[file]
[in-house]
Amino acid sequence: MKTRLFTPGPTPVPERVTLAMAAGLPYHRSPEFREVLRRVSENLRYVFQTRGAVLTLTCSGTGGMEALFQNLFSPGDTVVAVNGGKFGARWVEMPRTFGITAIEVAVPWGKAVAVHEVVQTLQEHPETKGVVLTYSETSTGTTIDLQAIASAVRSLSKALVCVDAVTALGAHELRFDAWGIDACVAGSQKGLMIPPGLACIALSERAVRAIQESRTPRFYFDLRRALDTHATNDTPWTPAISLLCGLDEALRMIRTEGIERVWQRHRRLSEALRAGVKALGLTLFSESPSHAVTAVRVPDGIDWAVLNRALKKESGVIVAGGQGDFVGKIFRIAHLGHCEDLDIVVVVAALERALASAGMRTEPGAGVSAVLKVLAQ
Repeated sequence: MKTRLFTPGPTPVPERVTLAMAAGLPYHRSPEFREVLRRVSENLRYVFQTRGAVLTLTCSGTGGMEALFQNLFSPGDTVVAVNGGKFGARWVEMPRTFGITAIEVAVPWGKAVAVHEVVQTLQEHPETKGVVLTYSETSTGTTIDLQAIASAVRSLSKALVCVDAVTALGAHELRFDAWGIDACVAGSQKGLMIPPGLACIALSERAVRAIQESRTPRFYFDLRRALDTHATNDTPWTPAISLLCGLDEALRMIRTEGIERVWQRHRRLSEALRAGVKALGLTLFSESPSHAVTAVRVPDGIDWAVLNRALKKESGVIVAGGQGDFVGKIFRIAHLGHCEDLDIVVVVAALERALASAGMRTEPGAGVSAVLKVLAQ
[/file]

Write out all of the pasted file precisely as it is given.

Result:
[in-house]
Amino acid sequence: MKTRLFTPGPTPVPERVTLAMAAGLPYHRSPEFREVLRRVSENLRYVFQTRGAVLTLTCSGTGGMEALFQNLFSPGDTVVAVNGGKFGARWVEMPRTFGITAIEVAVPWGKAVAVHEVVQTLQEHPETKGVVLTYSETSTGTTIDLQAIASAVRSLSKALVCVDAVTALGAHELRFDAWGIDACVAGSQKGLMIPPGLACIALSERAVRAIQESRTPRFYFDLRRALDTHATNDTPWTPAISLLCGLDEALRMIRTEGIERVWQRHRRLSEALRAGVKALGLTLFSESPSHAVTAVRVPDGIDWAVLNRALKKESGVIVAGGQGDFVGKIFRIAHLGHCEDLDIVVVVAALERALASAGMRTEPGAGVSAVLKVLAQ
Repeated sequence: MKTRLFTPGPTPVPERVTLAMAAGLPYHRSPEFREVLRRVSENLRYVFQTRGAVLTLTCSGTGGMEALFQNLFSPGDTVVAVNGGKFGARWVEMPRTFGITAIEVAVPWGKAVAVHEVVQTLQEHPETKGVVLTYSETSTGTTIDLQAIASAVRSLSKALVCVDAVTALGAHELRFDAWGIDACVAGSQKGLMIPPGLACIALSERAVRAIQESRTPRFYFDLRRALDTHATNDTPWTPAISLLCGLDEALRMIRTEGIERVWQRHRRLSEALRAGVKALGLTLFSESPSHAVTAVRVPDGIDWAVLNRALKKESGVIVAGGQGDFVGKIFRIAHLGHCEDLDIVVVVAALERALASAGMRTEPGAGVSAVLKVLAQ